“River Exe green spaces and heritage harbour site threatened by ‘Liveable Exeter’ development scheme,”
Exeter promotes itself as a ‘green city’ – but how is that really working out?
The Exeter Observer certainly thinks the city could be doing much better:
However, a new report just out suggests that Exeter is indeed the ‘greenest city’ in the UK:
Exeter is the British city with the most green space, beating Islington, Bristol, Bournemouth and Cambridge to claim the top spot as Britain’s greenest urban area. Scientists from the University of Sheffield and Flinders University in Australia factored in tree cover and amount of vegetation as well as public green spaces such as parks and sports pitches in 68 city centres that were home to more than 100,000 people around the UK. There is a clear north-south divide, the scientists say, with the top five greenest areas in the south of England and the five least green in the north of England or Scotland.
The VGS social media pages carried the story earlier in the week:
The Telegraph was enthusiastic about the greenness of the city and surrounds:
Exeter, which boasts more than a dozen public parks, lots of playing fields, several much-loved and distinctive “valley” parks, pretty squares and tree-filled spaces came top of 68 conurbations with populations of at least 10,000. But parks and tree cover don’t fully reveal the whole green truth about this somewhat overlooked city. Take a look at Devon Wildlife Trust’s detailed map and you’ll see Exeter abounds in important habitats and biodiversity sanctuaries. One way to explore the natural attractions is to walk the Exeter Green Circle, a 12-mile route that runs around the city linking many of its leafy spaces together.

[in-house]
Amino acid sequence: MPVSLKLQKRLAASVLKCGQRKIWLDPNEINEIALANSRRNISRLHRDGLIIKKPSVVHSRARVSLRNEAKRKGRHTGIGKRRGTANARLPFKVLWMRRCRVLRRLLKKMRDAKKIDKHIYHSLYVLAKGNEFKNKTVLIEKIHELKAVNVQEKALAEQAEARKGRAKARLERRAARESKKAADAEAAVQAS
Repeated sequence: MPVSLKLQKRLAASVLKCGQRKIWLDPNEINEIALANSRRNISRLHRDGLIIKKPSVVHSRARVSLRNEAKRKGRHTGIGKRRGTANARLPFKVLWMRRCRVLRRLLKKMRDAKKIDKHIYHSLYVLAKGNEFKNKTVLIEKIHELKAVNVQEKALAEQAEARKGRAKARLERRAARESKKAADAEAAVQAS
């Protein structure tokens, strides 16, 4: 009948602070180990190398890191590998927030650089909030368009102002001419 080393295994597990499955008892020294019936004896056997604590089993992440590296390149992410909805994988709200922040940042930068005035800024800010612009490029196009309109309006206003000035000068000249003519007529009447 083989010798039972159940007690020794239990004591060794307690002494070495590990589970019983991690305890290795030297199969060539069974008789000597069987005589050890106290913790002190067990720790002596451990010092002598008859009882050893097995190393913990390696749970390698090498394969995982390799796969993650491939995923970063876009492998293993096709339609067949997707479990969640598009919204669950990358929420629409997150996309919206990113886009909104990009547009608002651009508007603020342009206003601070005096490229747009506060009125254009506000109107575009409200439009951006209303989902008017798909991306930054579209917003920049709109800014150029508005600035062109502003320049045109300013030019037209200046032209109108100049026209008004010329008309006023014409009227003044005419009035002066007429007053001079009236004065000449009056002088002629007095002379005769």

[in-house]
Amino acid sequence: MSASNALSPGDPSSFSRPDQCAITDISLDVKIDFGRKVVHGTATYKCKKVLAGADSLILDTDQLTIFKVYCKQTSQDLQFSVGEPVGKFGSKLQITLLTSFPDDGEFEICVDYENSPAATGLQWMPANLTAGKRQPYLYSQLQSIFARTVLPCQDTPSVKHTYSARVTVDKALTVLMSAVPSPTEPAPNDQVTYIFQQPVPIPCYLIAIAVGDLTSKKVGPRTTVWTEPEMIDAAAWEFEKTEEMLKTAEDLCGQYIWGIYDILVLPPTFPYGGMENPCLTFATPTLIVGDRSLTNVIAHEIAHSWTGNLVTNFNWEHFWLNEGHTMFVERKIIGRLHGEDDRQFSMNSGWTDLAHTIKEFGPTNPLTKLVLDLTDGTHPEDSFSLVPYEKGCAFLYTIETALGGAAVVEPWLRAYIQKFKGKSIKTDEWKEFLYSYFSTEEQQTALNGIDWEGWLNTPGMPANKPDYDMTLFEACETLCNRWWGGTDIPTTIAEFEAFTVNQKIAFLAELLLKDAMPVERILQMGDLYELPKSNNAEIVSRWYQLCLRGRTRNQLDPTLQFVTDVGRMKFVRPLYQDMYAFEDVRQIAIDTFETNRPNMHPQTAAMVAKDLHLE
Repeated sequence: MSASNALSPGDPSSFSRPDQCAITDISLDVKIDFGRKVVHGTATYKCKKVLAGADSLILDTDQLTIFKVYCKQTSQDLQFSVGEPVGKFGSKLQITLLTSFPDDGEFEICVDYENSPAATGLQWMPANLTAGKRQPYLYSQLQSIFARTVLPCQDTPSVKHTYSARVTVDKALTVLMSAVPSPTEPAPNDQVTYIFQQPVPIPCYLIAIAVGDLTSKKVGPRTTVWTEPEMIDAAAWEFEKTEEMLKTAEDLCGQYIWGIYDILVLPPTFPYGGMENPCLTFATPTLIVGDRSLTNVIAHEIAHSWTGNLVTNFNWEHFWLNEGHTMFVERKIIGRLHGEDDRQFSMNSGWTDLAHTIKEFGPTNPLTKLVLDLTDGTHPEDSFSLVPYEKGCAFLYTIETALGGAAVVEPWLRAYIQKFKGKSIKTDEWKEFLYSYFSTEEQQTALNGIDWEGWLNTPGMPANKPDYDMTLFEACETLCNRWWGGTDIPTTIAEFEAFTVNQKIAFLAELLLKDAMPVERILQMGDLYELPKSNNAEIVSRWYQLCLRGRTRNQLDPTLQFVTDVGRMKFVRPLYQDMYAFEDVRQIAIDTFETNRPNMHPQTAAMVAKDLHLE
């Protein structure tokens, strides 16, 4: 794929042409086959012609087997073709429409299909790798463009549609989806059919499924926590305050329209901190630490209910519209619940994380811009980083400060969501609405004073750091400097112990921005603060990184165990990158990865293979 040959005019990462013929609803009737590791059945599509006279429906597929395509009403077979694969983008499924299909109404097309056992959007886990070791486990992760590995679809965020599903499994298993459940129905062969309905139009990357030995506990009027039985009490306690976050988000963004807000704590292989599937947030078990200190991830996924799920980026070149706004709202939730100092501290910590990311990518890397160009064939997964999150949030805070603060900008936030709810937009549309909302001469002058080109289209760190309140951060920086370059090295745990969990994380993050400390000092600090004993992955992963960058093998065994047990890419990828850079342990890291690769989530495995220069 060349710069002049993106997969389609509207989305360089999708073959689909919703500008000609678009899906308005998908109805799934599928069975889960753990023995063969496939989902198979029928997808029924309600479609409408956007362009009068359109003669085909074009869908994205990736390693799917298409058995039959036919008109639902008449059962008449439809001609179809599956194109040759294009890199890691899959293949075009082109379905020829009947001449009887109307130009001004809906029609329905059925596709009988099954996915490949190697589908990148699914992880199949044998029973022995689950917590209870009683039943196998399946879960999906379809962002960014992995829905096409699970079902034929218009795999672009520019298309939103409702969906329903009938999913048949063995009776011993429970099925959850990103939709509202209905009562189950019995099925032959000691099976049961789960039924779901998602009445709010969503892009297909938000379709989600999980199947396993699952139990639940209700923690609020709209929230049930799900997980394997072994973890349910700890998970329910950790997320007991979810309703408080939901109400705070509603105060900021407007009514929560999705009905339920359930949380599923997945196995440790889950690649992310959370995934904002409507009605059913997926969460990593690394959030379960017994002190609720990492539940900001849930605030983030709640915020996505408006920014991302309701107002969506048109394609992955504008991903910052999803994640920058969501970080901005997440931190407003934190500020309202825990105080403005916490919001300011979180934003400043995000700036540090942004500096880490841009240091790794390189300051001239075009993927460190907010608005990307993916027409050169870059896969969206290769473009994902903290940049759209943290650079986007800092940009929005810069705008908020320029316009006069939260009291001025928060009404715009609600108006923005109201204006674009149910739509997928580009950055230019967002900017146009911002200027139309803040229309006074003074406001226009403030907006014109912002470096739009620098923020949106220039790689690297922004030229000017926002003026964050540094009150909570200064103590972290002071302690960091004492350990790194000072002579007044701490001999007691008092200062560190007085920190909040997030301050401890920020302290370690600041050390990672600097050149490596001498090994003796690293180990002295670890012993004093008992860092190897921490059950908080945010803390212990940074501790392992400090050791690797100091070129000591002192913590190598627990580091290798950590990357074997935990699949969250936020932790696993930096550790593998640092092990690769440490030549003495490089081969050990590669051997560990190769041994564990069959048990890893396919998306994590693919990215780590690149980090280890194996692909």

And Devon Live also looked at the report – which compared Exeter with other cities, including Sheffield itself:
The University of Sheffield has carried out research into the green attributes of city centres in England, Scotland and Wales. The findings showed that many of the greener cities were located in the South of England, including Exeter which came out on top. The study was comprised of 68 municipalities with populations of at least 10,000.
Researchers determined presence of vegetation with a measure known as the normalised difference vegetation index (NDVI). They also used satellite observations of light absorption and reflection in order to measure vegetation cover. Tree cover and the presence of parks was also taken into consideration.
It was noted that although Sheffield is regarded as the UK’s greenest city, its industrial heritage means that it lacks green space in the city centre. Dr Brindley added: “This highlights why the study is so important and the vital need to identify green space inequalities even in the least obvious places and promote measures to address them. For example, work is already being done in Sheffield’s city centre to bring it in line with the leafy suburbs and vast parks just a short walk away from the heart of the city which make it the greenest overall in the UK.”
Ironically, Sheffield has been at the centre of a long-running campaign to save its ‘leafy suburbs’ from the designs of local councillors:
The local councillors of the city of Exeter have indeed got their green spaces and tree strategies:
Of which they are justly proud:
Exeter is a green city, with peaceful parks and beautiful, historical gardens to be found around every corner. The Grade II listed Northernhay Gardens are the oldest public gardens in England, and neighbouring Rougemont Gardens originally formed part of the defences to Exeter Castle. The University of Exeter is regarded as the best University botanical garden in the UK – find out more on a garden tour. Exeter is surrounded by green space; discover the city’s valley parks on the Green Circle Walk, or head further afield to wide open countryside.
But such a wealth of green open spaces is not due to the current administration of course.
And, returning to the Exeter Observer, the current administration doesn’t really seem to value what it is custodians of:
Exeter Civic Society and the progressive group of Green, Liberal Democrat and Independent city councillors have raised the alarm at the prospect of development on green spaces beside the River Exe and a heritage harbour site in the city’s historic canal basin. Exeter City Council is considering developing sites at Bonhay Meadows, the canal basin and in the heart of Riverside Valley Park as part of its “Liveable Exeter” property development scheme while claiming that the scheme “will protect and enhance Exeter’s exceptional natural and historic environment, safeguard its iconic landscape setting and encourage high-quality design that complements and enhances the city’s heritage.”